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HomeIssue 34'Once in 50 years opportunity' for tourism in The Centre

‘Once in 50 years opportunity’ for tourism in The Centre


COVID-19 is giving Central Australia has a “once in 50 years” opportunity to capture Australian tourists who – for a limited time – cannot go overseas.

This morning 70 operators are meeting in Alice Springs to work out how they can make this happen.

They will be deciding on five major projects to add to the national Aboriginal art gallery and the sealing of the Mereenie Loop – part of the east-west Outback Way – both of which have already been identified.

The loop was on on former Chief Minister Clare Martin’s list of promises 30 years ago, one speaker said, but it doesn’t seem to have made it onto any candidate’s list for the election this week.

The operators, big and small, are members or intending members of Tourism Central Australia, the industry lobby under new management by chairman Patrick Bedford (Emu Run) and CEO Danial Rochford.

For a period that will end no-one knows when, Aussies looking for the “great ancient Anglo Saxon tour of Europe” are missing out but they “can do the Red Centre,” said Tony Edmonstone, CEO of NT Airports at the opening of the summit.

Competition for that market around Australia will be fierce, he said, from the reef to the Kimberleys, and cooperation by the operators will be vital, cobbling together five to seven day tours, aiming for outstanding quality of accommodation and experiences.

Mr Bedford said the objective is to entice people going to The Rock – now inevitably the main attraction – to make their way via the West MacDonnells to Alice Springs instead turning back after visiting King’s Canyon.

Mr Rochford said the whole industry will need to “hunt as a pack in marketing and advocating” avoiding a “fractured” approach, and making it clear to the government that this will be a bottom-up initiative.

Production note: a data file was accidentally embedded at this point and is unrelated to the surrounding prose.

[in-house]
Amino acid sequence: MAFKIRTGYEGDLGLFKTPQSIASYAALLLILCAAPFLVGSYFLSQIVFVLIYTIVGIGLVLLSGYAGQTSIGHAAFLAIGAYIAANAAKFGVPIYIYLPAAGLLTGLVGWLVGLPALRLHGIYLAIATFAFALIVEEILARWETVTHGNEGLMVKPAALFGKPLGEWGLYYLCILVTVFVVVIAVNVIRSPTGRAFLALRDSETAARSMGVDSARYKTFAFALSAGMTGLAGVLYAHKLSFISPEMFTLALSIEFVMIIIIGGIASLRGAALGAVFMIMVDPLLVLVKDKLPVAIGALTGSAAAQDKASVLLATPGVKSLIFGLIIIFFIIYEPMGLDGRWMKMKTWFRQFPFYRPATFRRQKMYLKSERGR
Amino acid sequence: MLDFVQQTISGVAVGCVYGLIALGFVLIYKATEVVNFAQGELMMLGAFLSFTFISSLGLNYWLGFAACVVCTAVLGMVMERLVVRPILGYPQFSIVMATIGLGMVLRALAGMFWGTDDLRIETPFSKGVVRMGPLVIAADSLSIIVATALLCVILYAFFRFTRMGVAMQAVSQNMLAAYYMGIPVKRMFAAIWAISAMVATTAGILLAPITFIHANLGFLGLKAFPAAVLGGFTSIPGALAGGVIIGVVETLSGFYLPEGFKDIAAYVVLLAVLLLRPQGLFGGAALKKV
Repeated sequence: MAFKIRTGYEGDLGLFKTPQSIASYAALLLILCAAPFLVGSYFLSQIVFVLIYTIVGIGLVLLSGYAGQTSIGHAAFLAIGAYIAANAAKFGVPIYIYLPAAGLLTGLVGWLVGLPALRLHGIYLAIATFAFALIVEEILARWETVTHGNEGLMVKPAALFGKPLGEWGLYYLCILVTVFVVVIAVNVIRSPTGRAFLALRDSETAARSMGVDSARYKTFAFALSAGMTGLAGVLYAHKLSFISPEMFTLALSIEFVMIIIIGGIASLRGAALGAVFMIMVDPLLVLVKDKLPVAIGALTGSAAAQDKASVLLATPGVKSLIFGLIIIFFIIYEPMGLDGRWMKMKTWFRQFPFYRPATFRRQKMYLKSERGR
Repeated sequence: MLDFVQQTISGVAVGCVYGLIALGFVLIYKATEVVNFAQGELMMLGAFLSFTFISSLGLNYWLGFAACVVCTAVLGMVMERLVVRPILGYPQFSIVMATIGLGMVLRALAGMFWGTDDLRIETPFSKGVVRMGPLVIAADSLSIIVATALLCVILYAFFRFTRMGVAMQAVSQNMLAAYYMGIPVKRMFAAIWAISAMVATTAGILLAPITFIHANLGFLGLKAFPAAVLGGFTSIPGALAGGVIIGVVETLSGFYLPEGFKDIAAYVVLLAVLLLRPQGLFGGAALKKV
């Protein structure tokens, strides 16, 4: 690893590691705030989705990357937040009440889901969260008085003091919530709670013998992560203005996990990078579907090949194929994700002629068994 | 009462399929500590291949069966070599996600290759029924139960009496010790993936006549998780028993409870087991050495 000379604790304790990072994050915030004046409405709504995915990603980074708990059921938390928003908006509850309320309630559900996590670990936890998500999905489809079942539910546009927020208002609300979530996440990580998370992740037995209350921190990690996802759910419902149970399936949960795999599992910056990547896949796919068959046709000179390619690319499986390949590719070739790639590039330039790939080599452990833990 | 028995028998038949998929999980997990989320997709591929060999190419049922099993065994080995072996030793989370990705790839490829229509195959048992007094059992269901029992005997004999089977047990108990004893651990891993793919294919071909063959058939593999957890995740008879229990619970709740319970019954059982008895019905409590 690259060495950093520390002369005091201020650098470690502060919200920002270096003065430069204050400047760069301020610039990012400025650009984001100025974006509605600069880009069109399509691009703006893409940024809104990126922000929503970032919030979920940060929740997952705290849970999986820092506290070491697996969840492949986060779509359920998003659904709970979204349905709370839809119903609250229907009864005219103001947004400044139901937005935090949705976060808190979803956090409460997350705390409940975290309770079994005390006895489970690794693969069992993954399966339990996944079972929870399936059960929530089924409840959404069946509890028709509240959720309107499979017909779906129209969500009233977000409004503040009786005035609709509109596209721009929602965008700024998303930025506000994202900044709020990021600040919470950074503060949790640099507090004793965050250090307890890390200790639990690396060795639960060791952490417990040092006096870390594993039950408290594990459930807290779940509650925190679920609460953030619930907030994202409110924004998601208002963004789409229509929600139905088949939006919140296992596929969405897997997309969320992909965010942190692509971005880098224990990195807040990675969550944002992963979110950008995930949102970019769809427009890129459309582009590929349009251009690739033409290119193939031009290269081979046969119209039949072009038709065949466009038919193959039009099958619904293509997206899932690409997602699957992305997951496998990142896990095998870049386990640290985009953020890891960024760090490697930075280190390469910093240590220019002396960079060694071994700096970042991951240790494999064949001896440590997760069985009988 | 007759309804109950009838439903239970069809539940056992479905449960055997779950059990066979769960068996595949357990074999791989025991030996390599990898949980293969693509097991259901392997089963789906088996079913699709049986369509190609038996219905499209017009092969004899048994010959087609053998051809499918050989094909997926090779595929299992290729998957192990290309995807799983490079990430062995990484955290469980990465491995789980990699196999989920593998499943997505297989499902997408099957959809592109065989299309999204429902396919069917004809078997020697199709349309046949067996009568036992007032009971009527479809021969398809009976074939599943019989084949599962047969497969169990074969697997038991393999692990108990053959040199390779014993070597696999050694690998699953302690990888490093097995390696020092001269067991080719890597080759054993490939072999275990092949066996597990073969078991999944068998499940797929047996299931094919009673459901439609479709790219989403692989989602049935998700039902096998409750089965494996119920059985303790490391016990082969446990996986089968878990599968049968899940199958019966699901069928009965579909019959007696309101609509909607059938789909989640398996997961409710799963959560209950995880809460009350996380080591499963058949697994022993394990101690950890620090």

The decisions will be made by the members and there won’t be any consultants.


  1. “One speaker” clearly doesn’t know his or her recent Territory history – Clare Martin wasn’t Chief Minister 30 years ago, it was Marshall Perron; and it was the Perron Government who commissioned Horwath and Horwath to “study” the tourism potential of Central Australia.
    The report was released on 16 November 1989 and found “Central Australia could rival Sydney, the Gold Coast, the Whitsundays and north Queensland” focussing on the west MacDonnell Ranges.
    “The key to the proposed development would be a tourist circuit ring-road linking major attractions and allowing tourists to visit Alice Springs, Glen Helen, Kings Canyon and Yulara on a round trip.
    “The report states the ring-road would mean increased tourists to the Centre – more than 500,000 by 1990-91 and 1.3 million by the year 2000” (Centralian Advocate, 17/11/89).
    Marshal Perron was more sanguine: “Although the Territory Government has endorsed the report in principle and says it has ‘exciting implications’ for Central Australia, Mr Perron said it would be a ‘long time’ before the proposal became a reality.
    “The cost implications for the Government are very heavy, he said.
    “Upgrading and sealing the loop between Yulara and Alice Springs has been estimated at $12m and it would cost another $18m to seal the road between Angus Downs and Larapinta Drive.
    “He said the Government would also have to develop a plan of management in consultation with Aboriginal owners and pay close attention to conservation issues.
    “Because of the numerous sacred sites and areas of significance next to the main circuit route, a plan of management would have to be developed in conjunction with the traditional Aboriginal owners, he said.
    “The plan would also look at conserving the natural values of the region and researching the impact of the development on the natural environment.
    “Mr Perron said this was essential because the area’s natural features were the key to attracting visitors to the Centre.” (Advocate, 17/11/89).
    This report happened to be released during the height of the national pilots’ strike that crippled the Territory’s tourism industry, soon afterwards followed by a slowing national economy that led to the “recession we had to have” of 1991.
    Not only are we no better off now, the situation is substantially worse.
    The Territory’s economy has gone down the toilet, and worsened by the COVID-19 pandemic.
    There’s no capacity to study the environmental implications because all research institutes and facilities in the Centre have been emasculated under NT Government rule.
    The only thing that goes in loops around here is our history; but, like the proverbial goldfish in a bowl, every time we come back to the same position we marvel in unison: “Oh, what a beautiful scene. We haven’t seen that before!”


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